- About Us
- SW Climate
A natural source of water
Published September 26, 2006
Homeowners can turn their yards into oases by capturing rainwater and recycling household water, explained Brad Lancaster, author of Rainwater Harvesting for Drylands.
He describes harvesting principles that allow plants to thrive and thus cool the area around homes, a form of climate control that becomes more crucial with temperatures rising and populations growing.
“We’re truly desertifying our so-called desert,” Lancaster said during a talk this year at The University of Arizona’s Water Resources Research Center. “Here’s where the rivers are today,” he added, showing a slide of a Tucson street flooded by monsoon rains.
Paved streets, concretized river banks, and hard bare soil all channel water away before it can soak into the ground—sometimes whisking it out of town even before it can recharge groundwater aquifers, he noted.
A permaculturist based in Tucson, Lancaster learned some of his techniques in Zimbabwe, which has a semi-arid climate similar to that in the Southwest. There, a man he calls Mr. Phiri taught him how to “plant water before planting trees” and other lessons. These include:
- Start by observing your landscape during rains, noticing how water moves and collects. Then revise after noticing what does and doesn’t work.
- Start at the top of your “watershed,” which on a residential lot may be a roof. Capture and/ordirect gutter water toward plants or into a storage tank.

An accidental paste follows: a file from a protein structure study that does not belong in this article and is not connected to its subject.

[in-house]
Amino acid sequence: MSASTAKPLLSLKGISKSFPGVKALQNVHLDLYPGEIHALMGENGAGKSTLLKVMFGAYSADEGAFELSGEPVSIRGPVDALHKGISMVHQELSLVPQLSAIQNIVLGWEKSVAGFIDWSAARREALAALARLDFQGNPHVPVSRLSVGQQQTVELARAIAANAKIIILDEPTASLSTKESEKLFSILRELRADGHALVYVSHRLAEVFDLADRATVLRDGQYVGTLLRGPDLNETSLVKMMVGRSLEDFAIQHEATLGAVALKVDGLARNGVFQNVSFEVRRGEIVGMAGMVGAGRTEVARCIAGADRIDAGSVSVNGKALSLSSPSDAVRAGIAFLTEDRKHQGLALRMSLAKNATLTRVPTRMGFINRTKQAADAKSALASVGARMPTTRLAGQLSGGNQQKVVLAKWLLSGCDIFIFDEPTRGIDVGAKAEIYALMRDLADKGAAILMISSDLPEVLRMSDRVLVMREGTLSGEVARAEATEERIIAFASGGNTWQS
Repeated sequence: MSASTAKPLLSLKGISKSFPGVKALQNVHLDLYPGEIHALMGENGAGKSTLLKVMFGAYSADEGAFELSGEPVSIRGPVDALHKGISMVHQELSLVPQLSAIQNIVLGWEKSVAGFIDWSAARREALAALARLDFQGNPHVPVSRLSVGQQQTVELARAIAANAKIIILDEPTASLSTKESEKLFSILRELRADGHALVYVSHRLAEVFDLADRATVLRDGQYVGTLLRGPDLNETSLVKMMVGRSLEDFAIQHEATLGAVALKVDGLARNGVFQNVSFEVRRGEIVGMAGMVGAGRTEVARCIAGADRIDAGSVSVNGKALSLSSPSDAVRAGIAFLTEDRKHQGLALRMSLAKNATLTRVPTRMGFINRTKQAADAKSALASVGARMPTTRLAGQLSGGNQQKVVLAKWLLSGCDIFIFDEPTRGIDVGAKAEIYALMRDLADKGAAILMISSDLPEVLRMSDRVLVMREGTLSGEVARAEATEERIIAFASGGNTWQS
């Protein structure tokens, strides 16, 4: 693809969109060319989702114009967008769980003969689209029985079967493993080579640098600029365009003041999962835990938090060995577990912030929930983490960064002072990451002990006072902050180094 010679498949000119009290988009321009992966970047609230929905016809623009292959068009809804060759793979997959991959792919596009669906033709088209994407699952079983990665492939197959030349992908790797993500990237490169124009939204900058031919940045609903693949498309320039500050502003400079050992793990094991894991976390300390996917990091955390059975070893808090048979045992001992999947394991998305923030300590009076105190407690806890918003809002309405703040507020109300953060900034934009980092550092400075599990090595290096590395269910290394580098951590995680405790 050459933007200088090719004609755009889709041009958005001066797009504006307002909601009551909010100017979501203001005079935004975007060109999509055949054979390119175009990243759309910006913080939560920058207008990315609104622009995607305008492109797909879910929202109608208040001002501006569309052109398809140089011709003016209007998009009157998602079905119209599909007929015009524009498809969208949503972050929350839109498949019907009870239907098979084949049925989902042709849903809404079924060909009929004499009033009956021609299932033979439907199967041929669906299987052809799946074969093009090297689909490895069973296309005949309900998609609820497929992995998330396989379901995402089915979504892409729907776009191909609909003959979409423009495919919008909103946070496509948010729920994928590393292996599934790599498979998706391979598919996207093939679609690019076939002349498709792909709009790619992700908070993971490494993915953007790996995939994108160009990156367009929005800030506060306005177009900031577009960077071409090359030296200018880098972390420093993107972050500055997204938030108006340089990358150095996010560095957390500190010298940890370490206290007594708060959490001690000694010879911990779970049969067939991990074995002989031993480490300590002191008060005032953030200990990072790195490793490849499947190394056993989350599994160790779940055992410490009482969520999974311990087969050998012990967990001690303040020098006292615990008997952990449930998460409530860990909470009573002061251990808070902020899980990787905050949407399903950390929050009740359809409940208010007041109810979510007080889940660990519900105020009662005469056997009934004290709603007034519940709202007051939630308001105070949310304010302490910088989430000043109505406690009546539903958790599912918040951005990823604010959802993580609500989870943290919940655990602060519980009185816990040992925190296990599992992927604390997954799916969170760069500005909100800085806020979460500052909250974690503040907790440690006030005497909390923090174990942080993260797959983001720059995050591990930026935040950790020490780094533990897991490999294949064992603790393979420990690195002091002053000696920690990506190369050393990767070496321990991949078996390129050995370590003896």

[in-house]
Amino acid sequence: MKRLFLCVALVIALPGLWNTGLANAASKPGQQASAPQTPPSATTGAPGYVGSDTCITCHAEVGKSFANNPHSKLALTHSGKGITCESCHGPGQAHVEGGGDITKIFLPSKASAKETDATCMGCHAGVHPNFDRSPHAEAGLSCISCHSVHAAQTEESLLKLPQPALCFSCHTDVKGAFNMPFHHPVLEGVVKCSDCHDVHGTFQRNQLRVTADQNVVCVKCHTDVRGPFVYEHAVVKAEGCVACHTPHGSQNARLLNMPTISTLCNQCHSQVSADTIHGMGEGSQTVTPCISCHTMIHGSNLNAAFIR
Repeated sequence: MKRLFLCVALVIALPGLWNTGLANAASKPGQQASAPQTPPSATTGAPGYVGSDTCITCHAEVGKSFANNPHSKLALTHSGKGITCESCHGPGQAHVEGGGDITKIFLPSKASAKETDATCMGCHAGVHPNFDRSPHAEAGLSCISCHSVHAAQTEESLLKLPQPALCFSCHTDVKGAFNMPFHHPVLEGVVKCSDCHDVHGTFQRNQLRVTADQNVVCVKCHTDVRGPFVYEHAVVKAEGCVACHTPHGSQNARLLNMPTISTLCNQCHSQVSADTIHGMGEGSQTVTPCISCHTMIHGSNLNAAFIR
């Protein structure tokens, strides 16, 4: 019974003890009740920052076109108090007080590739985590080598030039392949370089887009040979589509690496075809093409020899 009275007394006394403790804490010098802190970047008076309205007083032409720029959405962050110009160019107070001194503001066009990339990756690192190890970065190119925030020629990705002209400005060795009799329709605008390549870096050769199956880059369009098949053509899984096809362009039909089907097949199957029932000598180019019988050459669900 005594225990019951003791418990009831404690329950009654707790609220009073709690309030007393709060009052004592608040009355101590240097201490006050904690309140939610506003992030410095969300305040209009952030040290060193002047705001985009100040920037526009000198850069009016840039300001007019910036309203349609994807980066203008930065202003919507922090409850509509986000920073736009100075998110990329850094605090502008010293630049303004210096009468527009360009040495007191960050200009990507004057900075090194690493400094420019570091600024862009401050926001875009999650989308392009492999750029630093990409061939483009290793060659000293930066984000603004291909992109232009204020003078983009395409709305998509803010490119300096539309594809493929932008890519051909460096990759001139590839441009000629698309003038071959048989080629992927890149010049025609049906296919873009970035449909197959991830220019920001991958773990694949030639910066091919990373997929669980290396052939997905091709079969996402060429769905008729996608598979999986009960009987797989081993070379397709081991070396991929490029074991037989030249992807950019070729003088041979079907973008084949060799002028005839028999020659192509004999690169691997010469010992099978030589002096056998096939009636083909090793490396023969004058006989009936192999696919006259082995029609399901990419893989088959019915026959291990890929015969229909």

- Start small. Use simple strategies that slow and spread the flow of water across the land, giving it time to seep down into soil.
- Maximize ground cover, especially living ground cover. Plants and mulch help soils quickly soak up water, so it won’t be available for mosquito breeding.
“If nothing else, raise your pathways and patios and sink your planting areas,” Lancaster suggested. That way plants will receive some of the water running off the impermeable surfaces.
During an early September tour of his yard, he pointed out a 1,200 gallon cistern— now full—that stores water channeled from his roof (Figure 1). A spigot on the side yields some of its contents with a turn of the faucet. A driveway and a strategically sliced curb pull in some of the street’s flow during monsoon rains, where native plants benefit from the spillover. Corrugated zinc on the roof of his workshop drains water in rivulets into an area sprouting orange and fig trees.
The thriving saplings also receive water every time Lancaster washes a load of clothes. Recycled water draining from showers, washing machines, and other household pipes is known as greywater.
Arizona has begun encouraging residents to use greywater for landscaping, as long as they avoid draining from kitchen sinks or, of course, toilets. In 2007, the state will start providing up to $1,000 in tax credits per household to help reimburse residents who set up greywater-harvesting systems.
When employing greywater, Lancaster recommends using liquid detergents rather than powders, which use salt as filler. Also, unlike rainwater, greywater should not be stored in a tank. Lancaster encourages people to deposit it directly into mulched and vegetated soil.
Water harvesting can make a crucial difference when living in any desert. Lancaster’s mentor, Mr. Phiri, became a role model for his village in Zimbabwe after turning a barren wasteland into a productive farm over the years.
“There are other people in his village literally dying of thirst in drought years, and he is raising fish,” Lancaster said. “And they could be doing the same.”
More information about the tax credit program, suitable detergents for greywater systems, and Lancaster’s book can be found at his website: http://www.harvestingrainwater.com.